Germany's banking system is one of the worst in the world, according to Paul Gambles, managing partner at advisory firm MBMG International, who told CNBC that Deutsche Bank is over-leveraged and is an accident waiting to happen.
Responding to German retail sales data, which showed a surprise rise of 0.8 percent month-on-month in May, Gamble said that Germany was the key problem with the euro zone project. German exports to the rest of Europe ensure that it remains the profitable powerhouse of Europe, but that wealth is then transferred back to the struggling periphery through bailout agreements.
"Germany is the big problem...we've got this transfer of wealth that goes on all the time from the periphery to the core and what Germany is actually doing is recycling that as funding for the periphery," he said. "The other thing that doesn't get pointed out is just how dependent this horrible, bloated German banking system - which to me looks like one of the worst banking systems in the world - has now become."
Gambles singled out the country's biggest lender as being an "accident waiting to happen" and said it has been for the last five years.
"Deutsche has still got horrible leverage based on very poor quality assets. A lot of the reason that we have had the policies that we have had since 2008 have been about trying to keep the German banking system alive," he said.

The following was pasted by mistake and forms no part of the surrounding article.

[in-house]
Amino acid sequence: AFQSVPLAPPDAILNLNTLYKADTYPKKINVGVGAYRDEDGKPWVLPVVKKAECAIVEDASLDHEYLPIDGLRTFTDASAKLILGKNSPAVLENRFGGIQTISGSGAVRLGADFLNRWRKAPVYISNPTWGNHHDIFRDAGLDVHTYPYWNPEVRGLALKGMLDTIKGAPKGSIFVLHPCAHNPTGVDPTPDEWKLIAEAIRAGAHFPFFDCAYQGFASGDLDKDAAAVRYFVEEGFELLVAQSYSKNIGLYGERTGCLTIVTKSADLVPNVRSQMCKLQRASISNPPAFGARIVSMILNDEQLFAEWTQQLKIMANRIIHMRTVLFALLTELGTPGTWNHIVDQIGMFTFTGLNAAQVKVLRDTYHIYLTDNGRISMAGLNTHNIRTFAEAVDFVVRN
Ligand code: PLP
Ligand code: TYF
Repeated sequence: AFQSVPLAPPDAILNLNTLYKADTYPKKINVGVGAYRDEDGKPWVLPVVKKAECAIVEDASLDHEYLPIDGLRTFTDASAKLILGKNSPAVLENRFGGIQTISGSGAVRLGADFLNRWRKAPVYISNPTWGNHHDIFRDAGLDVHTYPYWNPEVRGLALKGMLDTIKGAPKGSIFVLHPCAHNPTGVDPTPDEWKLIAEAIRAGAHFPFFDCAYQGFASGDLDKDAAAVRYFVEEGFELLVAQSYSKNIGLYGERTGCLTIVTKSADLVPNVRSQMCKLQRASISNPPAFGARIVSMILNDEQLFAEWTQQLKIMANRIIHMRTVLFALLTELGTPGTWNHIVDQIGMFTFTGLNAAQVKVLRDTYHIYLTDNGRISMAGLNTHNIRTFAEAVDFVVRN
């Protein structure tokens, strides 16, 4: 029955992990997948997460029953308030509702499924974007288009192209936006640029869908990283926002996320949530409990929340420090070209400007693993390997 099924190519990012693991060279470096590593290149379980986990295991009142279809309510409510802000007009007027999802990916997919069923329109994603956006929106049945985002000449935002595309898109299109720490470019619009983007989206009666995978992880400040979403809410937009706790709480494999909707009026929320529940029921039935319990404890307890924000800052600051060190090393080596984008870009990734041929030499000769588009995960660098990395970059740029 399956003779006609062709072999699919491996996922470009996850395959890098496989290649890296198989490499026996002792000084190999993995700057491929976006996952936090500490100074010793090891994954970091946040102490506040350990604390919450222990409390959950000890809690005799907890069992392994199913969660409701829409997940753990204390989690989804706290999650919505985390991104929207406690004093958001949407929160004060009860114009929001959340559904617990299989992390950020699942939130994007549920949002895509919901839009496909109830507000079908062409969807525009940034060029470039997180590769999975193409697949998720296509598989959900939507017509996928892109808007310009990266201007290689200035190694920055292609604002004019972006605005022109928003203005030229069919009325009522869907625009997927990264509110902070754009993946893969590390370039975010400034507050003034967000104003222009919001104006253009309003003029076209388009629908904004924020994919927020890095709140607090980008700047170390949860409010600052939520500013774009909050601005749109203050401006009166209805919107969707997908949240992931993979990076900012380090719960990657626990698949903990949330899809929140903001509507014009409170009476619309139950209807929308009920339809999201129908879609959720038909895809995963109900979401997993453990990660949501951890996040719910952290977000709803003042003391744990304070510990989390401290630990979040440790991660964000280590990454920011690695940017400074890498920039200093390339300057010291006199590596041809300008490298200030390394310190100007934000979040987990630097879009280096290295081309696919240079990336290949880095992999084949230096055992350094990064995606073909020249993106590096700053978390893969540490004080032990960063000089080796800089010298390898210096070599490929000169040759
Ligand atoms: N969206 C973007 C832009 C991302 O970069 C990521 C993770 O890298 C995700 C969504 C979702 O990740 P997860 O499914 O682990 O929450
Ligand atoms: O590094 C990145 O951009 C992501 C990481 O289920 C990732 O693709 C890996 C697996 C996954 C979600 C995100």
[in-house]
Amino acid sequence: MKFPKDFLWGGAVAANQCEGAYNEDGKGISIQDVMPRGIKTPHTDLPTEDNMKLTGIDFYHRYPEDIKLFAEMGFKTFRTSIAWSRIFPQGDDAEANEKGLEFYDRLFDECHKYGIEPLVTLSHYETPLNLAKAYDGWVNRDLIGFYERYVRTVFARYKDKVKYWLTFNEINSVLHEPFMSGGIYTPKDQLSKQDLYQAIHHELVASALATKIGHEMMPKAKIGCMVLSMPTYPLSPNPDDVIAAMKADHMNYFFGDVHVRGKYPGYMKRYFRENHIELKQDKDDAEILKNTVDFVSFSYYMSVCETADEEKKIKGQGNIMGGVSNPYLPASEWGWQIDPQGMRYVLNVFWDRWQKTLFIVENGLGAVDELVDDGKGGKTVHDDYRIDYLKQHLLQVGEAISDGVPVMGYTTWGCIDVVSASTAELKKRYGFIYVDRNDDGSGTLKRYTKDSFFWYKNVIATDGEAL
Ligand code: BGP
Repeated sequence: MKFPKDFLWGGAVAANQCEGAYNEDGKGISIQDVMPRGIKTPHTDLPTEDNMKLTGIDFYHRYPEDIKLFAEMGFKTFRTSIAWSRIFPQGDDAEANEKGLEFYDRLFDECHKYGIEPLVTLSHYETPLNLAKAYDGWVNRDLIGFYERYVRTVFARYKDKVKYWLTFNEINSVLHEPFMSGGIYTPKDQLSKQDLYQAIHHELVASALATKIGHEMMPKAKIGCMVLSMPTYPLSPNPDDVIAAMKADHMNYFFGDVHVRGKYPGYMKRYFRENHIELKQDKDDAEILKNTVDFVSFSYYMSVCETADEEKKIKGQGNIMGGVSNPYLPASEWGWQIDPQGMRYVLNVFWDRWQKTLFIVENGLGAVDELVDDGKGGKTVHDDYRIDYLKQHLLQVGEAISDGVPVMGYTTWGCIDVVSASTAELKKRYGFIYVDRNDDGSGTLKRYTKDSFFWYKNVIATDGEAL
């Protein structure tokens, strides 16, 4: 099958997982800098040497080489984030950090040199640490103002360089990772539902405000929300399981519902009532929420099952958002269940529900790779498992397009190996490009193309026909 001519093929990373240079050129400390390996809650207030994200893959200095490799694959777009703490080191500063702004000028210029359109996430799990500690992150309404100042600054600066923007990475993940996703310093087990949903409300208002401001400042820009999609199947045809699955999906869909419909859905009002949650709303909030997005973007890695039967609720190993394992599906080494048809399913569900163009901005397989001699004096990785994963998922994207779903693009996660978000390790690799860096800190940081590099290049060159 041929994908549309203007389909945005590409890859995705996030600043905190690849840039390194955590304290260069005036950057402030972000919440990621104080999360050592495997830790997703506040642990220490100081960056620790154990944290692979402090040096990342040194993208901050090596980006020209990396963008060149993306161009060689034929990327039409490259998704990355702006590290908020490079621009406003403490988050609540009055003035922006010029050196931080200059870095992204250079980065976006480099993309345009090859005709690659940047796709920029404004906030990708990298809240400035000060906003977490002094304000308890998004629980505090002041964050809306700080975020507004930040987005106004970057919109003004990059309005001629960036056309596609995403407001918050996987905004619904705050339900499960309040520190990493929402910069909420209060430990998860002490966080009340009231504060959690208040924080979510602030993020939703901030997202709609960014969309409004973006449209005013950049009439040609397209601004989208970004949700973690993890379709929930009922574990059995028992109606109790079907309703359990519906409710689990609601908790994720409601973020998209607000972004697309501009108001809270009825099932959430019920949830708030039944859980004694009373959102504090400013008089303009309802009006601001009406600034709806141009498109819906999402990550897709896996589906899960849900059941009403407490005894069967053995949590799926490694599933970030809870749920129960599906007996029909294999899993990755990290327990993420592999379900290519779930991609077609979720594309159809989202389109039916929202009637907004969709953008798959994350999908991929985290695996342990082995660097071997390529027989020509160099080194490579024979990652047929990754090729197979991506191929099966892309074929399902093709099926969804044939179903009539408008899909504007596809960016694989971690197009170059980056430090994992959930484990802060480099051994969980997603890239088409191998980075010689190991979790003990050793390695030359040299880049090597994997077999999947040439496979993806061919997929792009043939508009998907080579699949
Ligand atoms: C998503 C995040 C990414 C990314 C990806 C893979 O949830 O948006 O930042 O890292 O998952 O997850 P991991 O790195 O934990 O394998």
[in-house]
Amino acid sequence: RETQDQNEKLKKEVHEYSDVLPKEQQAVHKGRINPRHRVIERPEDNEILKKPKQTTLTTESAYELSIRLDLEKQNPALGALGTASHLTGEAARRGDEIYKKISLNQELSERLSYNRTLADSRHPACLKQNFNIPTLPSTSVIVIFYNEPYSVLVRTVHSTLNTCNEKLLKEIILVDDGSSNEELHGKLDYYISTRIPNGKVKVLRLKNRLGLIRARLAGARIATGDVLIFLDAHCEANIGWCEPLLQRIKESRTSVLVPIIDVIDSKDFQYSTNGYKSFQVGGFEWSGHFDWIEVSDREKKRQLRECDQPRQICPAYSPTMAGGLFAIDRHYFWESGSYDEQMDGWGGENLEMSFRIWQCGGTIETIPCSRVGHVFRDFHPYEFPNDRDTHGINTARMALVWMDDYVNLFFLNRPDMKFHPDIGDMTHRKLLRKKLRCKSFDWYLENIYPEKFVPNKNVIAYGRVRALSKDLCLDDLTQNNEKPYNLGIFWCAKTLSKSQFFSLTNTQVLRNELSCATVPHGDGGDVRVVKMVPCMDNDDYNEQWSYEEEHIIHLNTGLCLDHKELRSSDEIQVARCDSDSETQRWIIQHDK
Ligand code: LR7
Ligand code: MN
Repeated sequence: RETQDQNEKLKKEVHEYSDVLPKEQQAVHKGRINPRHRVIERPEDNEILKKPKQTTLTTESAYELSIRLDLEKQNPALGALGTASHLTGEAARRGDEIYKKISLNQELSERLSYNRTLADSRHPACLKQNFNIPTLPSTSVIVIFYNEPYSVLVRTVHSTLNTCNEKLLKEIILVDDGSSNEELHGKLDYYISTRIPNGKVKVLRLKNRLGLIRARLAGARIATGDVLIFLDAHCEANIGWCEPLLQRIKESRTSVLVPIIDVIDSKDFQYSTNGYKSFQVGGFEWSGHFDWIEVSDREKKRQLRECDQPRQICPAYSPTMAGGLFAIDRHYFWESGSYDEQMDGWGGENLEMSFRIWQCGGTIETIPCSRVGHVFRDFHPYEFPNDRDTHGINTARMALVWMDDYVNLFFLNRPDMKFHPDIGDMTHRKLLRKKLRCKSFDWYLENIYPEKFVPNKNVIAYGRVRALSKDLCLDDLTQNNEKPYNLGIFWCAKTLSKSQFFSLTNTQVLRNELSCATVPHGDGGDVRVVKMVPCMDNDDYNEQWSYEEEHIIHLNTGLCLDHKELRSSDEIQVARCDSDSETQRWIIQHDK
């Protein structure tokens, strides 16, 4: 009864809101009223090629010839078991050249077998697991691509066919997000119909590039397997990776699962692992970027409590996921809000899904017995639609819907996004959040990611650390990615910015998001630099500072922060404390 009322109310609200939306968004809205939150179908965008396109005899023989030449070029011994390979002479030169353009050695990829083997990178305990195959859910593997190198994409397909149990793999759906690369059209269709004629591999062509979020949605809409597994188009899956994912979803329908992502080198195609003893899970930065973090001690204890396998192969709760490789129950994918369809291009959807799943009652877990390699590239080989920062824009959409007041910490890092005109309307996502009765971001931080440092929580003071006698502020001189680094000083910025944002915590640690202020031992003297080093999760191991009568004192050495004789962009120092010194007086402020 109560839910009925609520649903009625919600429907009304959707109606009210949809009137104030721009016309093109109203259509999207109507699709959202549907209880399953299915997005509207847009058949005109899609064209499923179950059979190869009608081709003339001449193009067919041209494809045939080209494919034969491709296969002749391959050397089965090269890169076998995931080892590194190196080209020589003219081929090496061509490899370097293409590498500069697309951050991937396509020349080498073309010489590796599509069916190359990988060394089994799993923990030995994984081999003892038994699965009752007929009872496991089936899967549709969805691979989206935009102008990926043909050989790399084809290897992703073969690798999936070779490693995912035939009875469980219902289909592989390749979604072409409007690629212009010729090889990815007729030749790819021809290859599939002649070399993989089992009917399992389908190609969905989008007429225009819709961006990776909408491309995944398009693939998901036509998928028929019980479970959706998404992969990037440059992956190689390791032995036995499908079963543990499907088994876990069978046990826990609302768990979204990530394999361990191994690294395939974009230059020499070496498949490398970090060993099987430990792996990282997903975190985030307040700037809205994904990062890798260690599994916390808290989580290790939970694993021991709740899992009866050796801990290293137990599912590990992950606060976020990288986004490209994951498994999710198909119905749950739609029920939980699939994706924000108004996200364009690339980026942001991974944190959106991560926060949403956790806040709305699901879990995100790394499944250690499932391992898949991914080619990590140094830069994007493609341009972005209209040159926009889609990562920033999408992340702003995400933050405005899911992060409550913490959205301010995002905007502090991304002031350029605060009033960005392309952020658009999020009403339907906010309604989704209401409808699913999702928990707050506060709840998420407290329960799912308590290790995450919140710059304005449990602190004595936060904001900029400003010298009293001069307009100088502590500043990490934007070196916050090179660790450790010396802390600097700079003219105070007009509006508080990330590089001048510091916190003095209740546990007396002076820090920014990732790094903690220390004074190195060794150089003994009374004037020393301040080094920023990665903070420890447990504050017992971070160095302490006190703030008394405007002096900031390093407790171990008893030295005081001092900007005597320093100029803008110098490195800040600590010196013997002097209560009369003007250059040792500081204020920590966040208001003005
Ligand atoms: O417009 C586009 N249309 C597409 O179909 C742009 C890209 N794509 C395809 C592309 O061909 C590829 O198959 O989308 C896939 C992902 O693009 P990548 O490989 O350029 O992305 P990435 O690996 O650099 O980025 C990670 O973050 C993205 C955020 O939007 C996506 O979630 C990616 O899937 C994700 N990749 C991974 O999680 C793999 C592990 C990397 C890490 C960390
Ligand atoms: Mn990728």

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Deutsche Bank's capital levels are also "horrible", according to Thomas Hoenig, a vice chairman of U.S. regulator the Federal Deposit Insurance Corp (FDIC). In mid-June he used an alternative measurement - based on European IFRS accounting rules - to show that the bank's leverage ratio stood at 1.63 percent as of the end of 2012.
"It's horrible, I mean they're horribly undercapitalized," he told Reuters in an interview. "They have no margin of error."
Deutsche Bank responded to the comments by explaining that the ratio now stood at 2.1 percent, according to Reuters. Stefan Krause, the bank's chief financial officer dismissed the measurement used, preferring instead to use generally accepted accounting principles in the U.S, which show the ratio at a comfortable 4.5 percent.